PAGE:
Prime Minister Syed Yusuf Raza Gilani. - File Photo.

ISLAMABAD: Barrister Aitzaz Ahsan failed to convince the Supreme Court with his argument in favour of Prime Minister Yousuf Raza Gilani and the eight-member larger bench of the court dismissed on Friday his appeal against the summoning of the premier in a contempt case.

Now the prime minister will have to appear in the court on Monday for framing of contempt charge against him for not pursuing corruption cases abroad.

“The seven-judge bench order (of summoning the prime minister for framing of contempt charge) has been passed in accordance with the provisions of Section 17(3) of the Contempt of the Court Ordinance, 2003, by following the settled principles of criminal justice, therefore, no interference is called for, consequently the intra-court appeal (ICA) is dismissed,” Chief Justice Iftikhar Mohammad Chaudhry, heading the bench, announced after hearing the prime minister’s counsel for two days.

“Sorry, Aitzaz,” were the last words of the chief justice as the bench rose. And Aitzaz did look disappointed.

“Our appeal has been dismissed by the Supreme Court and the prime minister will have to appear before the court on Feb 13,” he told reporters waiting outside.

Before rejecting the appeal, the court gave Barrister Ahsan another chance to persuade the prime minister to write a letter to the Swiss authorities to reopen graft cases ‘in deference to its order and in the interest of the nation’. “How long will we keep going around in circles,” the chief justice observed.

“The prime minister feels hurt by the kind of observations made without being heard in an earlier order in which he was depicted as not honest,” the barrister said.

“I was expecting that you would give us good news against the backdrop of Thursday’s observations of the court,” Justice Saqib Nisar said.

“Nobody likes to see unrest in the country,” the chief justice said. “Bring the country out of uncertainty,” the court observed, adding that sometimes the nation had to suffer through a momentary folly for generations to come.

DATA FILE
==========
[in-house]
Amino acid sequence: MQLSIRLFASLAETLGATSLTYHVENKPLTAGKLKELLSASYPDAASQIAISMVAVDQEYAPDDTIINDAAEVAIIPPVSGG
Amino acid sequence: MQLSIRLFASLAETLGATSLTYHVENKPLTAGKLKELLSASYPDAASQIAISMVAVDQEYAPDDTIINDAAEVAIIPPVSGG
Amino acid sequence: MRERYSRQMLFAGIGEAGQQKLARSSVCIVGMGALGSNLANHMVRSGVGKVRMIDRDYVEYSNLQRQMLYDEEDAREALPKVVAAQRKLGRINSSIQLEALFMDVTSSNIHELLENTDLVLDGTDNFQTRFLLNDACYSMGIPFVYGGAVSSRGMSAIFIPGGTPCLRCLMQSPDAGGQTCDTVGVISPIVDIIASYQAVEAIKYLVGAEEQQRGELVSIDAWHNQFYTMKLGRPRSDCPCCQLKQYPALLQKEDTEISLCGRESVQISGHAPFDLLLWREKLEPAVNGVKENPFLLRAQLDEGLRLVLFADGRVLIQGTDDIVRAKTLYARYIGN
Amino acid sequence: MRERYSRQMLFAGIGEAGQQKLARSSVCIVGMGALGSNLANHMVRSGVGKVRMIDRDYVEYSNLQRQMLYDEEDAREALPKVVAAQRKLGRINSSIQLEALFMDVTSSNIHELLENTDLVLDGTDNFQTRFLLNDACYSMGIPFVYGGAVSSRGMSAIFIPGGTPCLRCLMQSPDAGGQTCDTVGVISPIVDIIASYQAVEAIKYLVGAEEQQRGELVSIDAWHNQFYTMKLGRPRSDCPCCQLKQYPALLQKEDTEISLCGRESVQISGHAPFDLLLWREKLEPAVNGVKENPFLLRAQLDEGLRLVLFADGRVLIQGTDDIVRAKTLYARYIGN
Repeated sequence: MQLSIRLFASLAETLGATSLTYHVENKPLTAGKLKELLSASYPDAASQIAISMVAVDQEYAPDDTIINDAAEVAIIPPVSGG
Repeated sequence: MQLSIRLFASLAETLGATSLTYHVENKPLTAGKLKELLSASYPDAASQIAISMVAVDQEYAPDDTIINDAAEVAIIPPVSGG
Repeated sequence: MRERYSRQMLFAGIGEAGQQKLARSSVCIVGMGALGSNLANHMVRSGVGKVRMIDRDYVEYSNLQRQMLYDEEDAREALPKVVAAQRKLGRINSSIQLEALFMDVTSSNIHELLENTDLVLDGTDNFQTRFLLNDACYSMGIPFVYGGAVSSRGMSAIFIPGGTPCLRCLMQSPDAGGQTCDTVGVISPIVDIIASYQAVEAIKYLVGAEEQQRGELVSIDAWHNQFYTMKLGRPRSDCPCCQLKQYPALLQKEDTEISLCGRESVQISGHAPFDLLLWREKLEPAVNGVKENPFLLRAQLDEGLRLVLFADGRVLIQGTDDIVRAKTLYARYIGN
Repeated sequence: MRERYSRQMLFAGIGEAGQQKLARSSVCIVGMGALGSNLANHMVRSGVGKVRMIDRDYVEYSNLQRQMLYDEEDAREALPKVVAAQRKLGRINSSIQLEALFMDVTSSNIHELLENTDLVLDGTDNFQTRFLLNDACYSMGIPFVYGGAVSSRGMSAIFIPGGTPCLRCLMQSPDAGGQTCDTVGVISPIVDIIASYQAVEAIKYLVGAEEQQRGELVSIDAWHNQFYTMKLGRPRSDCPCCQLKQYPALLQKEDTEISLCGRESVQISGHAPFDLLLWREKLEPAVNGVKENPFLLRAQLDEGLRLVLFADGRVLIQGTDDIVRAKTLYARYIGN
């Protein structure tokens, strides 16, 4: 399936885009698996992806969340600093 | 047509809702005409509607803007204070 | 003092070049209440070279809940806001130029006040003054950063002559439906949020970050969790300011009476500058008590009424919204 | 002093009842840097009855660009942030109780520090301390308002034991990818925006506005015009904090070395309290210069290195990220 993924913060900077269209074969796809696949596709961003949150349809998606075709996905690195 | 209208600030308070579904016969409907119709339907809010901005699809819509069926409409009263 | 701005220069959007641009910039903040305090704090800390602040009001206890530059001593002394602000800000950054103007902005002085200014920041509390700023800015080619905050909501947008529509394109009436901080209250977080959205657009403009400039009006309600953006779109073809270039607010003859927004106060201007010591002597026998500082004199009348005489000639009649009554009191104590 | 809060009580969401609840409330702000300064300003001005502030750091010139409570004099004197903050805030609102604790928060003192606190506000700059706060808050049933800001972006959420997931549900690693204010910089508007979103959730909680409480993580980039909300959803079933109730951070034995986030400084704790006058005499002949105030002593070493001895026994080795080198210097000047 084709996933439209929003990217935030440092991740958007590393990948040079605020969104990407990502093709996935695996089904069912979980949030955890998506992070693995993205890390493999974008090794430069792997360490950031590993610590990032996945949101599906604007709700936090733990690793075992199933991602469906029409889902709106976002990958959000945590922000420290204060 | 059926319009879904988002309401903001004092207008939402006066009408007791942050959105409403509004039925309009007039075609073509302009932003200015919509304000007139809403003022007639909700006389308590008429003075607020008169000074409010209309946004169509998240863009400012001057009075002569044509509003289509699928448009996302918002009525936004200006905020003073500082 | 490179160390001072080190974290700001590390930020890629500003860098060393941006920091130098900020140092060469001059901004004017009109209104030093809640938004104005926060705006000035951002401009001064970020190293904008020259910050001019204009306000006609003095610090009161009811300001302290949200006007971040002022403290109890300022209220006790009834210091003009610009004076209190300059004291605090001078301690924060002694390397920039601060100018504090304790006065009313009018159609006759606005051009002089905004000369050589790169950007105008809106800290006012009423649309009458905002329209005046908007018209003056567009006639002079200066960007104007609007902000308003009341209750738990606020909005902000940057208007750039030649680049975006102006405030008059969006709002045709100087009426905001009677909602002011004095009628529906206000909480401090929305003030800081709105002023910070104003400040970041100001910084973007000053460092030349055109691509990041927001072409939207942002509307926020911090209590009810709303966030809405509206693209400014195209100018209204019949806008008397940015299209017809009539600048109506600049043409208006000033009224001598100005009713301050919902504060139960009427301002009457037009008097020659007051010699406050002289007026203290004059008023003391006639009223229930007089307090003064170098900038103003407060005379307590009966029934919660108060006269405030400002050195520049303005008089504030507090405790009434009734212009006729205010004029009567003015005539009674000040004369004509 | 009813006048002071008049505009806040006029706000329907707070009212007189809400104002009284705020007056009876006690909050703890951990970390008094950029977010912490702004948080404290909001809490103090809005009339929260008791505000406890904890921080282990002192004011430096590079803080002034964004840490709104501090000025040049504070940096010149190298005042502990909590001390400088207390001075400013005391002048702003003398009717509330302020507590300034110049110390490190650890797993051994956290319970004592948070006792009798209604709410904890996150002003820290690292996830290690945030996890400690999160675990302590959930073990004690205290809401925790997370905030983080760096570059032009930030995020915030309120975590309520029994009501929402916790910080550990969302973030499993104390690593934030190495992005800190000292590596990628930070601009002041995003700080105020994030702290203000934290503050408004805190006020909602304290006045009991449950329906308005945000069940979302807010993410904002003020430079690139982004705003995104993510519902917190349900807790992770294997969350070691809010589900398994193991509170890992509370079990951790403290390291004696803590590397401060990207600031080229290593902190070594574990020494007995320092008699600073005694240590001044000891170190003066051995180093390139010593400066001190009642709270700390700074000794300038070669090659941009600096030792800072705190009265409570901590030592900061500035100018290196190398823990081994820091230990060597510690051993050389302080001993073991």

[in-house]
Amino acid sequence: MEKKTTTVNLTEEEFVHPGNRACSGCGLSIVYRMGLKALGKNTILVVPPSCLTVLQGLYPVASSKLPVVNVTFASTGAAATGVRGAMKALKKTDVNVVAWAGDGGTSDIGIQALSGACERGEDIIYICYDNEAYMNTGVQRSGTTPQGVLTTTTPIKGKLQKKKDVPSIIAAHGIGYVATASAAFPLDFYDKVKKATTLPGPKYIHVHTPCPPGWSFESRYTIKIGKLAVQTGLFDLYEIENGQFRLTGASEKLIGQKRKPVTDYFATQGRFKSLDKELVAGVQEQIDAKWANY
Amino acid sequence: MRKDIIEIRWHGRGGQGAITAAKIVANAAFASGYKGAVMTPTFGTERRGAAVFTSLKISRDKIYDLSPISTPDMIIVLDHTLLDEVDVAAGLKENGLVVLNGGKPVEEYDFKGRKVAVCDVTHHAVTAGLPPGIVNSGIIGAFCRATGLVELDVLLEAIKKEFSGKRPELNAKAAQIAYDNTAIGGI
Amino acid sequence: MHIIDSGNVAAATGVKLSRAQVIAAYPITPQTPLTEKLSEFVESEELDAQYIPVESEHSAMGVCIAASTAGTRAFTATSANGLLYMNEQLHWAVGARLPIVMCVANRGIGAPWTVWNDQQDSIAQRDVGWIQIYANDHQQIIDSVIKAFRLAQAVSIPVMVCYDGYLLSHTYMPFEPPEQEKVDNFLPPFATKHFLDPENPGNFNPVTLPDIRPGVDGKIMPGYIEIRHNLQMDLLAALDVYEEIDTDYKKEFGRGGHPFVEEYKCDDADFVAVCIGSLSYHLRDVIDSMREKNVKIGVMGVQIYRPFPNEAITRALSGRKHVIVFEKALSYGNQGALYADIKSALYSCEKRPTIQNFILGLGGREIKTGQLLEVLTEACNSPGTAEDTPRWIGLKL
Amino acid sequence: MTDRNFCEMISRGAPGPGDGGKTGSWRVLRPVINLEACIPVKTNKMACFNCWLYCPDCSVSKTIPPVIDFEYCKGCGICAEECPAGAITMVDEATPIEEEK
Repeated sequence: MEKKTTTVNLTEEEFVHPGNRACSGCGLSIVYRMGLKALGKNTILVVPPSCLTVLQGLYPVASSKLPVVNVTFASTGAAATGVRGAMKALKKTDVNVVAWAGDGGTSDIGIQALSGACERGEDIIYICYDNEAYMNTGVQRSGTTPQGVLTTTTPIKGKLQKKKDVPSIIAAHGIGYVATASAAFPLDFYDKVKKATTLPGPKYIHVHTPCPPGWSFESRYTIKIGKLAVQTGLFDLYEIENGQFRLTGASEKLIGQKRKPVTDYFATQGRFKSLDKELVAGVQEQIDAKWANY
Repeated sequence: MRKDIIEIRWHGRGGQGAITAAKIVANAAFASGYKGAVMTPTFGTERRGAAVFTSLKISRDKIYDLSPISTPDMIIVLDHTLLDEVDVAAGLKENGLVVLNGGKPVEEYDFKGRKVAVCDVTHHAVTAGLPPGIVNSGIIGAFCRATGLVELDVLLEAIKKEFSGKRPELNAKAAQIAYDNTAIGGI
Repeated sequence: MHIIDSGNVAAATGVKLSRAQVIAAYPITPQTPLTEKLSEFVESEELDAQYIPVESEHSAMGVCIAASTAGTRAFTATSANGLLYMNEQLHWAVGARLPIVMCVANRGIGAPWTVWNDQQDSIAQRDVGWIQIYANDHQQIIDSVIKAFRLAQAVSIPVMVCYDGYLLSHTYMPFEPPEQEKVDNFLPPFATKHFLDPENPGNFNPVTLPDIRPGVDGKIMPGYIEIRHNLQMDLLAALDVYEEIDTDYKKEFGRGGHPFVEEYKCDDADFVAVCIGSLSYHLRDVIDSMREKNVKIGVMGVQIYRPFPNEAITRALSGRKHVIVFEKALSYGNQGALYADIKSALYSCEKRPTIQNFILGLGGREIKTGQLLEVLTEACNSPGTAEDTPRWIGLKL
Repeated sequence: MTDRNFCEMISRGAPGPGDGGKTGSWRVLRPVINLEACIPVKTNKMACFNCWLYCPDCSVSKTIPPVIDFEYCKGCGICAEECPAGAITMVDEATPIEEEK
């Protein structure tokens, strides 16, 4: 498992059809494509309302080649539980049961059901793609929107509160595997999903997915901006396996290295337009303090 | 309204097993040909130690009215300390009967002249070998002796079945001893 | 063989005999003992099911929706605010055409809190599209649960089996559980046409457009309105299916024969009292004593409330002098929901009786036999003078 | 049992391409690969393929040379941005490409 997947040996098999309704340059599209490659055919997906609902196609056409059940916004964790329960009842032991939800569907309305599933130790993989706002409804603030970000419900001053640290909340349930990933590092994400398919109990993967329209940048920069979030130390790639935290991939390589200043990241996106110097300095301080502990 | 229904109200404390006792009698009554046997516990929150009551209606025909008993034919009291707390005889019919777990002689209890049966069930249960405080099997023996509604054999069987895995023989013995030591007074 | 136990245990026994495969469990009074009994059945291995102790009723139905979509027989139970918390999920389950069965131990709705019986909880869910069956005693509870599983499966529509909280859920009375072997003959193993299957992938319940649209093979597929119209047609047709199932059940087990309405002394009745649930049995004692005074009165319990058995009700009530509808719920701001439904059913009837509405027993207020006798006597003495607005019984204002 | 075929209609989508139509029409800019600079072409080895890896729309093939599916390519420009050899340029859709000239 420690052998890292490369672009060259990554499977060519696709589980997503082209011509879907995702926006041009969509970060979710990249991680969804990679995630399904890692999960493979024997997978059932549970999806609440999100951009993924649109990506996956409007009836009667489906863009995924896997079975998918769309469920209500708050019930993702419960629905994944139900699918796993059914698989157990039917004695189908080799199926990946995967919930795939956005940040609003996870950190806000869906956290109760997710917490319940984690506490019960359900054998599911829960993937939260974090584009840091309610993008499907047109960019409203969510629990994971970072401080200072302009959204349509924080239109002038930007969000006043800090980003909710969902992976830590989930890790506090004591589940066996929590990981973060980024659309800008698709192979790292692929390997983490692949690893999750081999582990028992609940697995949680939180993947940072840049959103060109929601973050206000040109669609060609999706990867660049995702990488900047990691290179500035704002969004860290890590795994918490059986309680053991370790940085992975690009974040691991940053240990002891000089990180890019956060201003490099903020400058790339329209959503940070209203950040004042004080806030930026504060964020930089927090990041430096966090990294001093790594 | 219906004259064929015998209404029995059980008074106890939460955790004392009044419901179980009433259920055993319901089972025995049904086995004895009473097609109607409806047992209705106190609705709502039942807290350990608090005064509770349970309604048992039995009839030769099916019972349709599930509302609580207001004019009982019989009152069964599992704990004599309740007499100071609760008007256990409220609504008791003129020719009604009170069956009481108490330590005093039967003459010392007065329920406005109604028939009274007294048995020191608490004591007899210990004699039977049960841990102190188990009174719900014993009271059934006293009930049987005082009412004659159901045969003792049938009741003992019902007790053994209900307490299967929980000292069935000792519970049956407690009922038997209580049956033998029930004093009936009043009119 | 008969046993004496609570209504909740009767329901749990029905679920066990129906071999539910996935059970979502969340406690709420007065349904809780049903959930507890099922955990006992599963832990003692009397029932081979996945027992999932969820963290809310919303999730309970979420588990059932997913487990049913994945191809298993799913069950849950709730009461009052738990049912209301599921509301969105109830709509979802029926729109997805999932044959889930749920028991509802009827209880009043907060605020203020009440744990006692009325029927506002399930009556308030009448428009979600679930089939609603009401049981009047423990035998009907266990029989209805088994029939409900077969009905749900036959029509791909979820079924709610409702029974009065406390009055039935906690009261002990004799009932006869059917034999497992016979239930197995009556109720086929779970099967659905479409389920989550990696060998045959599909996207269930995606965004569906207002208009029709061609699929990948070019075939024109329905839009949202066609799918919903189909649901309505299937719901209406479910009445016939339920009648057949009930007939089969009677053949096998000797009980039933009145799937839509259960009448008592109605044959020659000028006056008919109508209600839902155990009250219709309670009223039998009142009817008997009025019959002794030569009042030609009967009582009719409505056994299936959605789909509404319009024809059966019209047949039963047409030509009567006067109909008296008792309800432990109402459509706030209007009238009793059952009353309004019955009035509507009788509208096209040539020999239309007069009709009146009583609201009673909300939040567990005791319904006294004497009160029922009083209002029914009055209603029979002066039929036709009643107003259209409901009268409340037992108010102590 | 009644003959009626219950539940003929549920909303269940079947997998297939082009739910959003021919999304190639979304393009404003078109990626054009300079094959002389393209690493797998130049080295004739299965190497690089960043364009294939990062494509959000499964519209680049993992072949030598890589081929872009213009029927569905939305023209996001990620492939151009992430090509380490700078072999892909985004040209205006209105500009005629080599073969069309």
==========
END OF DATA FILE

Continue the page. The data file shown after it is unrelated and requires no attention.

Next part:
Barrister Ahsan simply responded that he did not have any mandate to assure the bench and concluded his arguments by saying the prime minister had no intention of disobeying any order of the court.

“The last part of your statement is very heartening. Kindly tell him to enforce the judgment,” Justice Nisar quipped.

“Is that a directive?” asked Barrister Ahsan. “Please, please no direction,” Justice Jawwad S. Khawaja said.

Political and legal minds immediately started dissecting and interpreting the court’s pronouncement.

This case has two facets, one legal and the other political, Advocate Chaudhry Faisal Hussain said while talking to Dawn.

“When the court will ask the prime minister if he pleads guilty for not complying with its directives, the PPP will gain politically. The party’s leadership may use these proceedings to its advantage by gearing up the workers for the general elections. The leadership is willing to lose its prime minister on this issue,” he said.

Whosoever would be the next prime minister, he too would seek time to get acquainted with the situation and by then the Senate elections would be over and the party leadership would have lost interest to cling to the government,” he added.

Senator S.M. Zafar said Mr Gilani would be the first prime minister in the country against whom contempt charges would be framed.

“Contempt cases are always different from ordinary cases and are usually wrapped up after summary proceedings,” he said, adding that he thought the court would give another opportunity to the prime minister to write the letter or face conviction.

“There was no need to file such an appeal because the case was weak,” Advocate Ahmad Raza Qasuri said. He said even if the president pardoned the prime minister in case of punishment, he could not wash away the conviction.



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